Turnbull and the Republic:
Deborah Hurst writes: Re. “Tech savvy, tough and sleepless: the Turnbull I know” (Tuesday, item 14). Malcolm Turnbull’s seemingly recent decision that a Republic should not happen in the current Queen’s lifetime can be seen as part of a long history of his kowtowing to the pro-Monarchist elements of the Liberal Party to ensure his political career overrides principle. As the steward and figurehead of the Australian Republic Movement throughout the 1990’s, Mr Turnbull must take full responsibility of the glacial pace we have moved towards independence.
The Republican movement was hijacked to pave the way for his political career. Ardent monarchist John Howard set up the 1998 Constitutional Convention to ensure that the any move toward a Republic failed, whilst giving an outward appearance of neutrality. By going along with Howard’s charade, Turnbull, as head of Australia’s key republican group, effectively set the referendum up for failure. Instead of calling this distracting, ridiculous gab fest for what it clearly was always going to be, Mr Turnbull hijacked the issue to ensure the blue rinse set of Wentworth would not be too angry with him when he came to collect the political prize a few years later.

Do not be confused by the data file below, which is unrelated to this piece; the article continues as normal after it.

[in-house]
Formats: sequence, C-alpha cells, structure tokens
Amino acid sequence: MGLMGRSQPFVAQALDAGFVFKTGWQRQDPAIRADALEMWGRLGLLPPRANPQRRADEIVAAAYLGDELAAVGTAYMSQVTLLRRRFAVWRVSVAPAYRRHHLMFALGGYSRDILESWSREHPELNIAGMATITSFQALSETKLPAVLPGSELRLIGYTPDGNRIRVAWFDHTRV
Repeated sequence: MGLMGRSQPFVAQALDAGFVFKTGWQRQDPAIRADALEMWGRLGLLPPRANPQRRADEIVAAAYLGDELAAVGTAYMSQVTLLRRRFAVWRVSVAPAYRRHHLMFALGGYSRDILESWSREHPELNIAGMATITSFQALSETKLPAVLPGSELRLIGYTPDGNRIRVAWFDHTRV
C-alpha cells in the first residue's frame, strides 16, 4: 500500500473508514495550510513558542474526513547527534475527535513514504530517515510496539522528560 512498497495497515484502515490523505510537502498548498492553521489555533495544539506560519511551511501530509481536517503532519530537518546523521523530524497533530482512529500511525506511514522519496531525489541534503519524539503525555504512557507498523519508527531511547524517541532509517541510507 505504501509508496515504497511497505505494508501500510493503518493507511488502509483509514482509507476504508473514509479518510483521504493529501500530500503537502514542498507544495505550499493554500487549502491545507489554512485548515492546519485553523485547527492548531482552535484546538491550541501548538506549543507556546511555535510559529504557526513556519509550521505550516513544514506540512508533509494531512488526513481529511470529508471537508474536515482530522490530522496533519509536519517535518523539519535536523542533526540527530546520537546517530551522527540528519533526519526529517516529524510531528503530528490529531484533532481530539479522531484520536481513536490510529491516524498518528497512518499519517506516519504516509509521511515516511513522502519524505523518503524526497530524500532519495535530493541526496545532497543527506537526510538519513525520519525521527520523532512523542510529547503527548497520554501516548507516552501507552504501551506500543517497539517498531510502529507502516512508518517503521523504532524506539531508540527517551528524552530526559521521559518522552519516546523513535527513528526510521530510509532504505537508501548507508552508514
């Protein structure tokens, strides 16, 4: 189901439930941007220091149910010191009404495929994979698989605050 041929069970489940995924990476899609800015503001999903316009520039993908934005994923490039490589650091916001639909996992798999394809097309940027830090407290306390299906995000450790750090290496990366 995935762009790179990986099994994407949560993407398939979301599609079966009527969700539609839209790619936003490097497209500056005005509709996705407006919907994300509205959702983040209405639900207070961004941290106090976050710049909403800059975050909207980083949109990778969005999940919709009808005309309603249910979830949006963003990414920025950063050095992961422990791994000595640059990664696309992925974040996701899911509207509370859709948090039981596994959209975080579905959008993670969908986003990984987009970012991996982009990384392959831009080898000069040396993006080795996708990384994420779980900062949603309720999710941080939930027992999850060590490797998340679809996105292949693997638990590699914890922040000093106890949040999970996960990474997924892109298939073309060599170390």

Turnbull’s proclamation of needing to stall on the Republic during Queen Elizabeth II’s lifetime is utter nonsense, and ensures that Australians will have to suffer the indignity of King Charles and Queen Camilla before the inevitable referendum and subsequent change takes place.
Benjamin James writes: Can Greg Barns please desist from repeating the same article with the same “information” on Turnbull? We know he worked with him on the Republican cause, we understand that he seems to sleep very little, but the rest is just hagiographic fluff, painfully close to puppy-love.
John Goldbaum writes: Re. “The Liberals hit the reset button” (yesterday, item 4). Malcolm Turnbull’s first two days in the job are a stark contrast with Brendan Nelson’s. Nelson was suckered into offering bipartisan support for Aboriginal policy whereas Turnbull stepped around the trap of offering bipartisan support for a republic. The first lesson in leading the opposition is to beware geeks bearing gifts.
Turnbull and the economy: